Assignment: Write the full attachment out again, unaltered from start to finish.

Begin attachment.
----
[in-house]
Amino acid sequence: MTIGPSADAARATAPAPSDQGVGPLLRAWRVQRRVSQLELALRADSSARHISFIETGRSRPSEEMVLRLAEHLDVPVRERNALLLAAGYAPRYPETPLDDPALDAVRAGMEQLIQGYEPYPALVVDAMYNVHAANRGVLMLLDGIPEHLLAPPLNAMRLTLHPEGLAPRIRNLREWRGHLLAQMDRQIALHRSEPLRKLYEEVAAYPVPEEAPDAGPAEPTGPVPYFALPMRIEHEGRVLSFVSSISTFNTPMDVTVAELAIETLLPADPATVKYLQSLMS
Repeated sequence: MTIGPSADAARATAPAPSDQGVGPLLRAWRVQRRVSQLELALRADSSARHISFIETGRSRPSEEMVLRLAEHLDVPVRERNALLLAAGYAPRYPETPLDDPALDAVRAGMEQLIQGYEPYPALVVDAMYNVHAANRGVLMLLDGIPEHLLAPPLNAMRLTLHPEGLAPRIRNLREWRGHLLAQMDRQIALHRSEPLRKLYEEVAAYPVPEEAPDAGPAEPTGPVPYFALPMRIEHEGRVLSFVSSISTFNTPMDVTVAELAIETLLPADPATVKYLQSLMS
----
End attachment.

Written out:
[in-house]
Amino acid sequence: MTIGPSADAARATAPAPSDQGVGPLLRAWRVQRRVSQLELALRADSSARHISFIETGRSRPSEEMVLRLAEHLDVPVRERNALLLAAGYAPRYPETPLDDPALDAVRAGMEQLIQGYEPYPALVVDAMYNVHAANRGVLMLLDGIPEHLLAPPLNAMRLTLHPEGLAPRIRNLREWRGHLLAQMDRQIALHRSEPLRKLYEEVAAYPVPEEAPDAGPAEPTGPVPYFALPMRIEHEGRVLSFVSSISTFNTPMDVTVAELAIETLLPADPATVKYLQSLMS
Repeated sequence: MTIGPSADAARATAPAPSDQGVGPLLRAWRVQRRVSQLELALRADSSARHISFIETGRSRPSEEMVLRLAEHLDVPVRERNALLLAAGYAPRYPETPLDDPALDAVRAGMEQLIQGYEPYPALVVDAMYNVHAANRGVLMLLDGIPEHLLAPPLNAMRLTLHPEGLAPRIRNLREWRGHLLAQMDRQIALHRSEPLRKLYEEVAAYPVPEEAPDAGPAEPTGPVPYFALPMRIEHEGRVLSFVSSISTFNTPMDVTVAELAIETLLPADPATVKYLQSLMS